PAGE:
7. Palloni, Alberto & Milesi, Carolina & White, Robert G. & Turner, Alyn, 2009. "Early childhood health, reproduction of economic inequalities and the persistence of health and mortality differentials," Social Science & Medicine, Elsevier, vol. 68(9), pages 1574-1582, May.
    8. Schmeer, Kammi K., 2012. "Early childhood economic disadvantage and the health of Hispanic children," Social Science & Medicine, Elsevier, vol. 75(8), pages 1523-1530.
    9. Reiss, Franziska, 2013. "Socioeconomic inequalities and mental health problems in children and adolescents: A systematic review," Social Science & Medicine, Elsevier, vol. 90(C), pages 24-31.
    10. repec:aph:ajpbhl:1983:73:6:695-697_5 is not listed on IDEAS
    11. Oliveira, Victor & Frazao, Elizabeth, 2009. "The WIC Program: Background, Trends, and Economic Issues, 2009 Edition," Economic Research Report 55839, United States Department of Agriculture, Economic Research Service.
    12. Chen, Edith & Martin, Andrew D. & Matthews, Karen A., 2006. "Socioeconomic status and health: Do gradients differ within childhood and adolescence?," Social Science & Medicine, Elsevier, vol. 62(9), pages 2161-2170, May.
    13. Marianne P. Bitler & Janet Currie, 2005. "Does WIC work? The effects of WIC on pregnancy and birth outcomes," Journal of Policy Analysis and Management, John Wiley & Sons, Ltd., vol. 24(1), pages 73-91.
    14. repec:aph:ajpbhl:2002:92:5:799-804_3 is not listed on IDEAS
    Full references (including those not matched with items on IDEAS)

    Citations

    Citations are extracted by the CitEc Project, subscribe to its RSS feed for this item.
    as


    Cited by:

    1. Jackson, Margot I. & Mayne, Patrick, 2016. "Child access to the nutritional safety net during and after the Great Recession: The case of WIC," Social Science & Medicine, Elsevier, vol. 170(C), pages 197-207.
    2. Hanks, Andrew S. & Gunther, Carolyn & Lillard, Dean & Scharff, Robert L., 2016. "From Paper to Plastic: Understanding the Impact of EBT on WIC Recipient Behavior," 2017 Allied Social Science Association (ASSA) Annual Meeting, January 6-8, 2017, Chicago, Illinois 251834, Agricultural and Applied Economics Association.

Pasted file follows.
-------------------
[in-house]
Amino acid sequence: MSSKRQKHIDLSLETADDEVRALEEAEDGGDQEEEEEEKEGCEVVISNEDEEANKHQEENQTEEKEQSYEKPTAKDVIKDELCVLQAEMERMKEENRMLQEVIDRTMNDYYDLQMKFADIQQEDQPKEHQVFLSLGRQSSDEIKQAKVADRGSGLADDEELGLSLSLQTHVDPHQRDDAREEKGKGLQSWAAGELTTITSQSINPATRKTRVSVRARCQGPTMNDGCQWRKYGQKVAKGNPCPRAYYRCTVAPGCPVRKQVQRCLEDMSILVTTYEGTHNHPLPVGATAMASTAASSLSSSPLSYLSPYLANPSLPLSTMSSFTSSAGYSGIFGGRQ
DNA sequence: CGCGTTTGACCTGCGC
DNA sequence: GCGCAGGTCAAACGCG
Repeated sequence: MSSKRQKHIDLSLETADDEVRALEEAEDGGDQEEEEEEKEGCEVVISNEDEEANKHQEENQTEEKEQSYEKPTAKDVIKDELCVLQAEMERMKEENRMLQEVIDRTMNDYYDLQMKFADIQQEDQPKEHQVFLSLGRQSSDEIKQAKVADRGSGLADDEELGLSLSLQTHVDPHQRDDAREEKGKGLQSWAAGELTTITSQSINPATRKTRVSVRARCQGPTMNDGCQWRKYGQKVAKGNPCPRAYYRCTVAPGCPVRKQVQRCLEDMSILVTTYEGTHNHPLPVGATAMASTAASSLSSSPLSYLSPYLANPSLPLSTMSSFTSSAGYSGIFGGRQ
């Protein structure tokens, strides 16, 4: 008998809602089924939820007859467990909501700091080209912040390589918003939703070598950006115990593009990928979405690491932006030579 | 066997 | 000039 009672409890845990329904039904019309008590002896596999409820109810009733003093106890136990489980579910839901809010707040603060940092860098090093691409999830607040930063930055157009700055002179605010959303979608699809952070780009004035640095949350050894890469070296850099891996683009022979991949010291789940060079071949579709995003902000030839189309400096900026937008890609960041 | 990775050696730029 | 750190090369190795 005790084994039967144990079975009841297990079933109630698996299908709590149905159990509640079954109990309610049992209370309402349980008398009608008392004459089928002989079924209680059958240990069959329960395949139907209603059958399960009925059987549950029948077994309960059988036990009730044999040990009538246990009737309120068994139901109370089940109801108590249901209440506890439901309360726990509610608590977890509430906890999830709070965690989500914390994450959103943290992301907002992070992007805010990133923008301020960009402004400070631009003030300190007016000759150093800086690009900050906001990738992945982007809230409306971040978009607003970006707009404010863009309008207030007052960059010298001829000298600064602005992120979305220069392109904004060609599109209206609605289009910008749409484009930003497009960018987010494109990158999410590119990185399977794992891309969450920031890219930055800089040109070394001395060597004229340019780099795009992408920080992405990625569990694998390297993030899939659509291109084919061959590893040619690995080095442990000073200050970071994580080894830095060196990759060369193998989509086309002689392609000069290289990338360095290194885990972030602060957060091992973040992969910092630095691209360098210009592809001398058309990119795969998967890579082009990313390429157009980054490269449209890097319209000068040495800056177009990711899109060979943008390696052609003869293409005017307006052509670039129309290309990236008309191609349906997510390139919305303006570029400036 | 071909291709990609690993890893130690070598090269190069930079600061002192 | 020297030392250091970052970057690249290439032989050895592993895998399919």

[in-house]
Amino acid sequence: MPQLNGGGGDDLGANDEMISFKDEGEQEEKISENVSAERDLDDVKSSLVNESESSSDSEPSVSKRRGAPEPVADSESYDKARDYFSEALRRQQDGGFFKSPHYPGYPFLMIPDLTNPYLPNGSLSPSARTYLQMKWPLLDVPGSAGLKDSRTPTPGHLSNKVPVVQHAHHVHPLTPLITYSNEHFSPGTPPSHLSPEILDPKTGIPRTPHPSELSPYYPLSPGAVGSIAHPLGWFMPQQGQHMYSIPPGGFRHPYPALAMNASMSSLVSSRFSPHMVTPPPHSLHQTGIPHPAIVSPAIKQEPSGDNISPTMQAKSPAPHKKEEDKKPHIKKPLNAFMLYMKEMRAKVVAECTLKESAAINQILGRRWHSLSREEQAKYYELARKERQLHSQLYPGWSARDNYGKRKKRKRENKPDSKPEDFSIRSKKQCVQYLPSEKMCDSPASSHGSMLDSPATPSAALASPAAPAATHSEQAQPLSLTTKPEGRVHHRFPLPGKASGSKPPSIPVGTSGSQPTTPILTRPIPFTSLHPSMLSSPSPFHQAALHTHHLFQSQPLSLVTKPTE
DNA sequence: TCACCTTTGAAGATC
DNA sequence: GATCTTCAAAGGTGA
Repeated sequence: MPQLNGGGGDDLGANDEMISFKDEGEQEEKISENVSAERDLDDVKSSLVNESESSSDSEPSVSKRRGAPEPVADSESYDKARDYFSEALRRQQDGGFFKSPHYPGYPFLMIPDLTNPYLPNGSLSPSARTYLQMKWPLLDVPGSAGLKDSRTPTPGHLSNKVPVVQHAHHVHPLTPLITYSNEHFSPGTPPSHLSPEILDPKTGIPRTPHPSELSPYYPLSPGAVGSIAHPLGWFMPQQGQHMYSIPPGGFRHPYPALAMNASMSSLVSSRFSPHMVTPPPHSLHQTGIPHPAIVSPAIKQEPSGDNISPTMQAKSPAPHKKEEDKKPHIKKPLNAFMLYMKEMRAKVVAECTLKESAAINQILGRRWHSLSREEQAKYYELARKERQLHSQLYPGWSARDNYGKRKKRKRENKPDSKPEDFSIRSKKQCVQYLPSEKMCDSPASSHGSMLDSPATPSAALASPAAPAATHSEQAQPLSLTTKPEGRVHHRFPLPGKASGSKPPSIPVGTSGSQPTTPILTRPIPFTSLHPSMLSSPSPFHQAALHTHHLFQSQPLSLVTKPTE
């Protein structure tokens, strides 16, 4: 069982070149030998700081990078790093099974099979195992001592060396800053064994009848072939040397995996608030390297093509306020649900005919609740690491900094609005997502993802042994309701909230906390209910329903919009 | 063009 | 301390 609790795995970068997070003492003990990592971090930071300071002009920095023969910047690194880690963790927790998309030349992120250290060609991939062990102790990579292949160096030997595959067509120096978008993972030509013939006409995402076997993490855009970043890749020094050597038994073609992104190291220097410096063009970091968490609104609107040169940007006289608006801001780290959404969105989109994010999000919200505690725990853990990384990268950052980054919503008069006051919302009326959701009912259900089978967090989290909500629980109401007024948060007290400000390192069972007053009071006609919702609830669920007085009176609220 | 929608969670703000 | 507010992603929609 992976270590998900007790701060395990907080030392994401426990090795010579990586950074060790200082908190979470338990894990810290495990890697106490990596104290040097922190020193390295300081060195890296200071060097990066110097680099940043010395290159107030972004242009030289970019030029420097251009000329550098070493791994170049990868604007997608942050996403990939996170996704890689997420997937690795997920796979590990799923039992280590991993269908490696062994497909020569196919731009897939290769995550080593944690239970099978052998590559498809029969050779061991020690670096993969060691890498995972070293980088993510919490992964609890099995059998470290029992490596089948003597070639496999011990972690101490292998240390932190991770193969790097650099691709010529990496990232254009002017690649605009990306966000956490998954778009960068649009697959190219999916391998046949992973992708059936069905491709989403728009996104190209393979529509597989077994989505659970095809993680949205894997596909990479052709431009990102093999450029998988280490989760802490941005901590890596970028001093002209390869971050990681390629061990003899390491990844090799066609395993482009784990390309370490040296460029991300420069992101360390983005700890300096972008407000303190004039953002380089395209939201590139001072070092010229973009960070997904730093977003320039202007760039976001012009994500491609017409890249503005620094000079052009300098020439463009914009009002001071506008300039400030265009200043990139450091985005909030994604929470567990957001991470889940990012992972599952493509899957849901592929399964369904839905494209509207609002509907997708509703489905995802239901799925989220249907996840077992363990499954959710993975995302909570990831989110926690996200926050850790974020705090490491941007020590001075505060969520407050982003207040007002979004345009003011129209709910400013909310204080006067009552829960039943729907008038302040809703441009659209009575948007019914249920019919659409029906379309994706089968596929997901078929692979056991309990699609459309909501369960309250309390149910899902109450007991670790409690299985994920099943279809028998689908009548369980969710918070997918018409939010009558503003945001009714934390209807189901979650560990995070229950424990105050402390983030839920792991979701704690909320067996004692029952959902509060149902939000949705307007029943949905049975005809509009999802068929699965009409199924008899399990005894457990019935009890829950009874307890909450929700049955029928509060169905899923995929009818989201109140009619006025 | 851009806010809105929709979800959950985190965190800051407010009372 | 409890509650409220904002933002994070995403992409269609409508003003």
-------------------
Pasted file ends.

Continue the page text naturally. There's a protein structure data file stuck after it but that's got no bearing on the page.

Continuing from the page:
Corrections

    All material on this site has been provided by the respective publishers and authors. You can help correct errors and omissions. When requesting a correction, please mention this item's handle: RePEc:eee:socmed:v:126:y:2015:i:c:p:145-153. See general information about how to correct material in RePEc.

    For technical questions regarding this item, or to correct its authors, title, abstract, bibliographic or download information, contact: (Dana Niculescu). General contact details of provider: http://www.elsevier.com/wps/find/journaldescription.cws_home/315/description#description .

    If you have authored this item and are not yet registered with RePEc, we encourage you to do it here. This allows to link your profile to this item. It also allows you to accept potential citations to this item that we are uncertain about.

    If CitEc recognized a reference but did not link an item in RePEc to it, you can help with this form .

    If you know of missing items citing this one, you can help us creating those links by adding the relevant references in the same way as above, for each refering item. If you are a registered author of this item, you may also want to check the "citations" tab in your RePEc Author Service profile, as there may be some citations waiting for confirmation.

    Please note that corrections may take a couple of weeks to filter through the various RePEc services.

    IDEAS is a RePEc service hosted by the Research Division of the Federal Reserve Bank of St. Louis . RePEc uses bibliographic data supplied by the respective publishers.